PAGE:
When you think of teen sensations One Direction and Justin Bieber probably come to mind.
In 2010 we saw a media circus as 4000 Justin Bieber fans camped out in Sydney waiting for their pint-sized hero.
But that's nothing compared to The Beatles.
Even in little old Adelaide in June, 1964, 300,000 fans lined the streets to greet the Liverpool band. That's half the population of the city at the time.
Rock historian Glenn A Baker says no other teen sensation will ever exceed what The Beatles achieved during their trip to Australia nearly 50 years ago.
"Nothing has ever changed or impacted on Australia more dramatically. No royal tour, no political event ... Because this really did take us somewhere else, it changed us," Baker says, speaking both musically and culturally.
"When you came home from school in the afternoon and turned on the radio, if it wasn't all Beatles you wanted to know why. One Direction eat your heart out."
And The Beatles in Australia exhibition, which opens at the Powerhouse Museum on September 21 before travelling to the Arts Centre Melbourne in March, is proof that all the myths surrounding their visit are true.
Eccentric MP Bob Katter did throw eggs at John Lennon, Paul McCartney, George Harrison and Ringo Starr when they visited Queensland, the army was called in to control crowds in Melbourne, and merchandise from tea cups to badges to wigs were sold as Beatlemania took hold.
Baker says: "Watching them arrive in Sydney on that morning in June in the pelting rain and they're there under umbrellas ... I'm thinking, `Ah One Direction you don't know how good you've got it'."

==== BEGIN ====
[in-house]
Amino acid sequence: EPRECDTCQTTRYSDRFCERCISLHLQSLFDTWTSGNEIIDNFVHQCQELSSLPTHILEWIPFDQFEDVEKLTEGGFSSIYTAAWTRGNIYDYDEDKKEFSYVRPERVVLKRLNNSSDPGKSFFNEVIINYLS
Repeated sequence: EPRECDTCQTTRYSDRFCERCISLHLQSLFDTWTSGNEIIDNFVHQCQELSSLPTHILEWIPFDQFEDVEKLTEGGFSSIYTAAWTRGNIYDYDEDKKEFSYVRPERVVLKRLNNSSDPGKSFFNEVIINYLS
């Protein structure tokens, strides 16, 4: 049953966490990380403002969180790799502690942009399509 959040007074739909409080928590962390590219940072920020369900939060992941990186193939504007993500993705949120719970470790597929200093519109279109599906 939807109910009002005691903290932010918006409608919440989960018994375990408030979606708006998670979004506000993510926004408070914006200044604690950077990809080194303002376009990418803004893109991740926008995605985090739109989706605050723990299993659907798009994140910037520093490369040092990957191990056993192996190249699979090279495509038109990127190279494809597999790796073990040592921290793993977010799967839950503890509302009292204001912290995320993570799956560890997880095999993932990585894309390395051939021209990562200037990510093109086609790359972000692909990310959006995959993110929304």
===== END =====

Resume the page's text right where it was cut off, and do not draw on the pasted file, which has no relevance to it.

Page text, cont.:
Powerhouse Museum curator Peter Cox first had the idea for the exhibition three years ago and developed it with Arts Centre Melbourne, but wanted to wait to launch it.
"With the 50th anniversary next year, that's why we decided to do it now," he says.
"With an anniversary, you get in and anticipate it, you don't wait til it comes and then start to celebrate it."
The exhibition will actually come to an end on the 50th anniversary of the conclusion of the tour, on July 1, 2014.
Cox says this exhibition has been a long time coming and is unique because it's specifically about the band's tour to Australia.
He has spent a year sourcing content for the exhibition, which largely tells the story through the media - newspapers, magazines, newsreels, TV reports and radio - that reported it.
However some fan scrapbooks, items from collectors and a suit worn by John Lennon on loan from the Victoria and Albert Museum in London, is also on display, as well as magazines including a Woman's Day featuring a quirky Margaret Fulton recipe for a cake at your Beatles-themed party.
"The Beatles career has been incredibly overdocumented really, but their 13 days in Australia is perhaps part of the story that we can tell," Cox says.
"We're not trying to tell their whole career."